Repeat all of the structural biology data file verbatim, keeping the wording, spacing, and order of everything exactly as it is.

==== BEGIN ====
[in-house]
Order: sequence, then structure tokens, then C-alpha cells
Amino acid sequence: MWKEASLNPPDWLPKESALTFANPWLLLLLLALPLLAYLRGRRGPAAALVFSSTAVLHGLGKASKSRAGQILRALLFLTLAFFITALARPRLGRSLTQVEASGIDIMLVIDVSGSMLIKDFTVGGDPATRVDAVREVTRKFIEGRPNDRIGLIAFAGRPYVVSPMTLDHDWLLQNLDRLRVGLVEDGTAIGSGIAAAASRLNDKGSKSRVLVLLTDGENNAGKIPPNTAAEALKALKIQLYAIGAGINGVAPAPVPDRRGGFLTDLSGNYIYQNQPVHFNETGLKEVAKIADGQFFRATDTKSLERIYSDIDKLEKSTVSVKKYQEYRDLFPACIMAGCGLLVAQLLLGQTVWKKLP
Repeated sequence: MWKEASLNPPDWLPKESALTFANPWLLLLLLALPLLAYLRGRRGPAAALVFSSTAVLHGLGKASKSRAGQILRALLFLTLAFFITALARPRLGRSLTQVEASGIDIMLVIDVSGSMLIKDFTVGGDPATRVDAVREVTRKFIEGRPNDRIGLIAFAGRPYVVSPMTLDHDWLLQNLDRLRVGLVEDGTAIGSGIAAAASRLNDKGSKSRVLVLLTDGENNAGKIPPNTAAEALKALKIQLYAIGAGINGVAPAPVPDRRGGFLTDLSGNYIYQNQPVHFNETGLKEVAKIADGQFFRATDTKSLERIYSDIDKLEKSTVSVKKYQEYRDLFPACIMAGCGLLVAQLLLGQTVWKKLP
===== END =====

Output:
[in-house]
Order: sequence, then structure tokens, then C-alpha cells
Amino acid sequence: MWKEASLNPPDWLPKESALTFANPWLLLLLLALPLLAYLRGRRGPAAALVFSSTAVLHGLGKASKSRAGQILRALLFLTLAFFITALARPRLGRSLTQVEASGIDIMLVIDVSGSMLIKDFTVGGDPATRVDAVREVTRKFIEGRPNDRIGLIAFAGRPYVVSPMTLDHDWLLQNLDRLRVGLVEDGTAIGSGIAAAASRLNDKGSKSRVLVLLTDGENNAGKIPPNTAAEALKALKIQLYAIGAGINGVAPAPVPDRRGGFLTDLSGNYIYQNQPVHFNETGLKEVAKIADGQFFRATDTKSLERIYSDIDKLEKSTVSVKKYQEYRDLFPACIMAGCGLLVAQLLLGQTVWKKLP
Repeated sequence: MWKEASLNPPDWLPKESALTFANPWLLLLLLALPLLAYLRGRRGPAAALVFSSTAVLHGLGKASKSRAGQILRALLFLTLAFFITALARPRLGRSLTQVEASGIDIMLVIDVSGSMLIKDFTVGGDPATRVDAVREVTRKFIEGRPNDRIGLIAFAGRPYVVSPMTLDHDWLLQNLDRLRVGLVEDGTAIGSGIAAAASRLNDKGSKSRVLVLLTDGENNAGKIPPNTAAEALKALKIQLYAIGAGINGVAPAPVPDRRGGFLTDLSGNYIYQNQPVHFNETGLKEVAKIADGQFFRATDTKSLERIYSDIDKLEKSTVSVKKYQEYRDLFPACIMAGCGLLVAQLLLGQTVWKKLP